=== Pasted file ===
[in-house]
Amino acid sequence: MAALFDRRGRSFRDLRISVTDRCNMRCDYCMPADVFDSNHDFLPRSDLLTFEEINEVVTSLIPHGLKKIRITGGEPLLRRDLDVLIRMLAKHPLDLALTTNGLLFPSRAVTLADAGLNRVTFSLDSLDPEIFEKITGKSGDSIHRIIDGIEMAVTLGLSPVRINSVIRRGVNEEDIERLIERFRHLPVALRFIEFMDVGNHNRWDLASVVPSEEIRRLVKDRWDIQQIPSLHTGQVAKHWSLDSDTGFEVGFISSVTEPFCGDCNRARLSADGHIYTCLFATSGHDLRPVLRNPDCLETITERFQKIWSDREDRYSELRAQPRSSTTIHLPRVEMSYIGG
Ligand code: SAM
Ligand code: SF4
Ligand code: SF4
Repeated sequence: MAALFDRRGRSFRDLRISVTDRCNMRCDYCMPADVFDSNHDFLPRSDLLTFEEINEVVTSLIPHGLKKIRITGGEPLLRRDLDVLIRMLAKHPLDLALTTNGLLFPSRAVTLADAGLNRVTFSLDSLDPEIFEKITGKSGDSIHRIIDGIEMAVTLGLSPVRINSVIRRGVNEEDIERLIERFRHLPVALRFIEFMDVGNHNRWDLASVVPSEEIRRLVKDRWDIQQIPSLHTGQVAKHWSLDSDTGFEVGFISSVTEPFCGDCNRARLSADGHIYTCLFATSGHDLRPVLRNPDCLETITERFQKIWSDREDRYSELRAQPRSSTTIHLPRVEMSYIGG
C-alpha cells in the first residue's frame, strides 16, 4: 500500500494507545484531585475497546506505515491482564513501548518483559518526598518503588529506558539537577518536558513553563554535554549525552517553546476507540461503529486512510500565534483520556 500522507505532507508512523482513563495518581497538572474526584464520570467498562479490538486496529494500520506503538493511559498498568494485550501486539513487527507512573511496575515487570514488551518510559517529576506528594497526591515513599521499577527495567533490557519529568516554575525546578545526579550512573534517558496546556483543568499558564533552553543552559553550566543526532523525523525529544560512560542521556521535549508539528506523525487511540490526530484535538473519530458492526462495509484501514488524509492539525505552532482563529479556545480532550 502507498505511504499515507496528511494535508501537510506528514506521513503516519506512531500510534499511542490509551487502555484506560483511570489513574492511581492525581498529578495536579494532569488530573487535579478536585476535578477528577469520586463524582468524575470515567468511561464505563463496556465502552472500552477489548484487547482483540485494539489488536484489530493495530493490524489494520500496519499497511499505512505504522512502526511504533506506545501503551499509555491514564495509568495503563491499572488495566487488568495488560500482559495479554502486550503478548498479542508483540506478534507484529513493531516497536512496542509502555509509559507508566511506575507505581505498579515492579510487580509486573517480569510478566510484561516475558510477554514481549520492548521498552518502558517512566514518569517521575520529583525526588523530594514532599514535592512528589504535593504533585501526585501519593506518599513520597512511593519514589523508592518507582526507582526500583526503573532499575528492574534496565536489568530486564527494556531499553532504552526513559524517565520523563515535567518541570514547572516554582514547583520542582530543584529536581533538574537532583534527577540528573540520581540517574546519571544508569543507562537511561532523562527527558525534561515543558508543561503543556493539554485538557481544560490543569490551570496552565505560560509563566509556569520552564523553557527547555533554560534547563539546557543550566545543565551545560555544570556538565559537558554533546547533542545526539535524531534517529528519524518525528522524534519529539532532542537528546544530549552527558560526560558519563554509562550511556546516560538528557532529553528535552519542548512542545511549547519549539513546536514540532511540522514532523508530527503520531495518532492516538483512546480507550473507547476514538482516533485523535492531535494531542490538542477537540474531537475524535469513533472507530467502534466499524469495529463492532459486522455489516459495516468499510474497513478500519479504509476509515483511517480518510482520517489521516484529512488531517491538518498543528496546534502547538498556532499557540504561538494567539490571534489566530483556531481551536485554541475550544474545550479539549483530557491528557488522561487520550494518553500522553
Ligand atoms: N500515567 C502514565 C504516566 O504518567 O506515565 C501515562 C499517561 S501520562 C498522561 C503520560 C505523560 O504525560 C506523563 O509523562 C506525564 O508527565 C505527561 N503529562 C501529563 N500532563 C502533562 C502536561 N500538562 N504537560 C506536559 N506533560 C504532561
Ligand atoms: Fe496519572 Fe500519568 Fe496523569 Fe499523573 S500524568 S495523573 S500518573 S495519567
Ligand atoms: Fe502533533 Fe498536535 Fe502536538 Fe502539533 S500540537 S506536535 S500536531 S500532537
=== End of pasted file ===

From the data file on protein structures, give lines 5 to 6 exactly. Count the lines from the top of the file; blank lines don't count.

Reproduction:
Ligand code: SF4
Repeated sequence: MAALFDRRGRSFRDLRISVTDRCNMRCDYCMPADVFDSNHDFLPRSDLLTFEEINEVVTSLIPHGLKKIRITGGEPLLRRDLDVLIRMLAKHPLDLALTTNGLLFPSRAVTLADAGLNRVTFSLDSLDPEIFEKITGKSGDSIHRIIDGIEMAVTLGLSPVRINSVIRRGVNEEDIERLIERFRHLPVALRFIEFMDVGNHNRWDLASVVPSEEIRRLVKDRWDIQQIPSLHTGQVAKHWSLDSDTGFEVGFISSVTEPFCGDCNRARLSADGHIYTCLFATSGHDLRPVLRNPDCLETITERFQKIWSDREDRYSELRAQPRSSTTIHLPRVEMSYIGG